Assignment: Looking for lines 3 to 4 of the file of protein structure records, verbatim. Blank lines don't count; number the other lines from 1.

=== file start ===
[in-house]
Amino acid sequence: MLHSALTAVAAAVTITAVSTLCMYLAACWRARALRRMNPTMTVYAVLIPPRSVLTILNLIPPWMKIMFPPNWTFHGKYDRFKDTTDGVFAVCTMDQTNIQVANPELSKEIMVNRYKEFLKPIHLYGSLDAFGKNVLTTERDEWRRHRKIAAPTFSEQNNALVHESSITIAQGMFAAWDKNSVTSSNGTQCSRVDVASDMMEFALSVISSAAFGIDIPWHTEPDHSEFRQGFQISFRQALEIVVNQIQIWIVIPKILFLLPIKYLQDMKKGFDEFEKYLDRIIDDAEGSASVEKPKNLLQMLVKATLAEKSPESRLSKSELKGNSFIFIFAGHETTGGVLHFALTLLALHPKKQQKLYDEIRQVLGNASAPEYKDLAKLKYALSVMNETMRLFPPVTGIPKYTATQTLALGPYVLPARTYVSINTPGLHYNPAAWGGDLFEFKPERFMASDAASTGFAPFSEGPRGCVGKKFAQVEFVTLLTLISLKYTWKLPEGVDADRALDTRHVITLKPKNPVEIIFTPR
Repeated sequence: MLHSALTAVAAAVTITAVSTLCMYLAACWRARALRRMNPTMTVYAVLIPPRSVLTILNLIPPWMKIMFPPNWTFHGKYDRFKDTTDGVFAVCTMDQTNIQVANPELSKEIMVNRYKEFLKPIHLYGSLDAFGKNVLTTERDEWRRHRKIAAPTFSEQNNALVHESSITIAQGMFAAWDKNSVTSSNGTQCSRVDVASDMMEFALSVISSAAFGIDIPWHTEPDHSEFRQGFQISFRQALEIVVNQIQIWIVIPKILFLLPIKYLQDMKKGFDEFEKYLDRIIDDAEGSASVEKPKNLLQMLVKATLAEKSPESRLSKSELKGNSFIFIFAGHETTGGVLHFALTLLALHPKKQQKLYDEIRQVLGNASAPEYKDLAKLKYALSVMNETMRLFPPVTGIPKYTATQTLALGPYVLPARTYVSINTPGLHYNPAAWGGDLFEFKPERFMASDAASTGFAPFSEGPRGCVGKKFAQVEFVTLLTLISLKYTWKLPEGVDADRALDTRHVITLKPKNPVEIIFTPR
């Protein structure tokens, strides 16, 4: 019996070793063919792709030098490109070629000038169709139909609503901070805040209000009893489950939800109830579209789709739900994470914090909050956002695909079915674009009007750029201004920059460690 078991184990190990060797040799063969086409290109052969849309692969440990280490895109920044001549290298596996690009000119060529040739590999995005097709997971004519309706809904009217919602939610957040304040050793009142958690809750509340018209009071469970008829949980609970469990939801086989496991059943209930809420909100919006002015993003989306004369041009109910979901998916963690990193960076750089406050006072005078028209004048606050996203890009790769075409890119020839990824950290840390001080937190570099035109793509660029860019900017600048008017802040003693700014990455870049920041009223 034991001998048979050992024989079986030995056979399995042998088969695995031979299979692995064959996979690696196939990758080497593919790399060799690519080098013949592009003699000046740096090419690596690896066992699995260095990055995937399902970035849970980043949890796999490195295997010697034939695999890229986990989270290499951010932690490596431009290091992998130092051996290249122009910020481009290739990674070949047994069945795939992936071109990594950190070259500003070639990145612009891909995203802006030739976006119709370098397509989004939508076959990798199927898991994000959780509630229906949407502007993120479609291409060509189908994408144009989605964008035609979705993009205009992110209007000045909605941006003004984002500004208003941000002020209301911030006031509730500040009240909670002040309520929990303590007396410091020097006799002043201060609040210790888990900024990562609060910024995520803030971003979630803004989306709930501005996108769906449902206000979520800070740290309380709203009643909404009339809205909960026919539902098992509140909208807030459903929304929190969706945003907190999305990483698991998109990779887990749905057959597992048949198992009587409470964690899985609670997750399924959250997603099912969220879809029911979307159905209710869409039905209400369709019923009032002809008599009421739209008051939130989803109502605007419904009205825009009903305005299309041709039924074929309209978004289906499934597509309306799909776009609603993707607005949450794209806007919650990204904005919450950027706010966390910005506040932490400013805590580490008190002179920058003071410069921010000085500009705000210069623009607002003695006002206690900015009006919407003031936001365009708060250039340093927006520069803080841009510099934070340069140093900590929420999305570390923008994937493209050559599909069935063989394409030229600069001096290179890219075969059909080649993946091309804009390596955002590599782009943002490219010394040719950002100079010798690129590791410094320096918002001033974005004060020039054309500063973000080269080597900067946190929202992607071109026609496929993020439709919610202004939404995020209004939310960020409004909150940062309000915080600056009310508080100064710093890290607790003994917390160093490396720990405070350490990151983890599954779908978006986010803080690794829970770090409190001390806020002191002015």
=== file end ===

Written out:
Repeated sequence: MLHSALTAVAAAVTITAVSTLCMYLAACWRARALRRMNPTMTVYAVLIPPRSVLTILNLIPPWMKIMFPPNWTFHGKYDRFKDTTDGVFAVCTMDQTNIQVANPELSKEIMVNRYKEFLKPIHLYGSLDAFGKNVLTTERDEWRRHRKIAAPTFSEQNNALVHESSITIAQGMFAAWDKNSVTSSNGTQCSRVDVASDMMEFALSVISSAAFGIDIPWHTEPDHSEFRQGFQISFRQALEIVVNQIQIWIVIPKILFLLPIKYLQDMKKGFDEFEKYLDRIIDDAEGSASVEKPKNLLQMLVKATLAEKSPESRLSKSELKGNSFIFIFAGHETTGGVLHFALTLLALHPKKQQKLYDEIRQVLGNASAPEYKDLAKLKYALSVMNETMRLFPPVTGIPKYTATQTLALGPYVLPARTYVSINTPGLHYNPAAWGGDLFEFKPERFMASDAASTGFAPFSEGPRGCVGKKFAQVEFVTLLTLISLKYTWKLPEGVDADRALDTRHVITLKPKNPVEIIFTPR
């Protein structure tokens, strides 16, 4: 019996070793063919792709030098490109070629000038169709139909609503901070805040209000009893489950939800109830579209789709739900994470914090909050956002695909079915674009009007750029201004920059460690 078991184990190990060797040799063969086409290109052969849309692969440990280490895109920044001549290298596996690009000119060529040739590999995005097709997971004519309706809904009217919602939610957040304040050793009142958690809750509340018209009071469970008829949980609970469990939801086989496991059943209930809420909100919006002015993003989306004369041009109910979901998916963690990193960076750089406050006072005078028209004048606050996203890009790769075409890119020839990824950290840390001080937190570099035109793509660029860019900017600048008017802040003693700014990455870049920041009223 034991001998048979050992024989079986030995056979399995042998088969695995031979299979692995064959996979690696196939990758080497593919790399060799690519080098013949592009003699000046740096090419690596690896066992699995260095990055995937399902970035849970980043949890796999490195295997010697034939695999890229986990989270290499951010932690490596431009290091992998130092051996290249122009910020481009290739990674070949047994069945795939992936071109990594950190070259500003070639990145612009891909995203802006030739976006119709370098397509989004939508076959990798199927898991994000959780509630229906949407502007993120479609291409060509189908994408144009989605964008035609979705993009205009992110209007000045909605941006003004984002500004208003941000002020209301911030006031509730500040009240909670002040309520929990303590007396410091020097006799002043201060609040210790888990900024990562609060910024995520803030971003979630803004989306709930501005996108769906449902206000979520800070740290309380709203009643909404009339809205909960026919539902098992509140909208807030459903929304929190969706945003907190999305990483698991998109990779887990749905057959597992048949198992009587409470964690899985609670997750399924959250997603099912969220879809029911979307159905209710869409039905209400369709019923009032002809008599009421739209008051939130989803109502605007419904009205825009009903305005299309041709039924074929309209978004289906499934597509309306799909776009609603993707607005949450794209806007919650990204904005919450950027706010966390910005506040932490400013805590580490008190002179920058003071410069921010000085500009705000210069623009607002003695006002206690900015009006919407003031936001365009708060250039340093927006520069803080841009510099934070340069140093900590929420999305570390923008994937493209050559599909069935063989394409030229600069001096290179890219075969059909080649993946091309804009390596955002590599782009943002490219010394040719950002100079010798690129590791410094320096918002001033974005004060020039054309500063973000080269080597900067946190929202992607071109026609496929993020439709919610202004939404995020209004939310960020409004909150940062309000915080600056009310508080100064710093890290607790003994917390160093490396720990405070350490990151983890599954779908978006986010803080690794829970770090409190001390806020002191002015």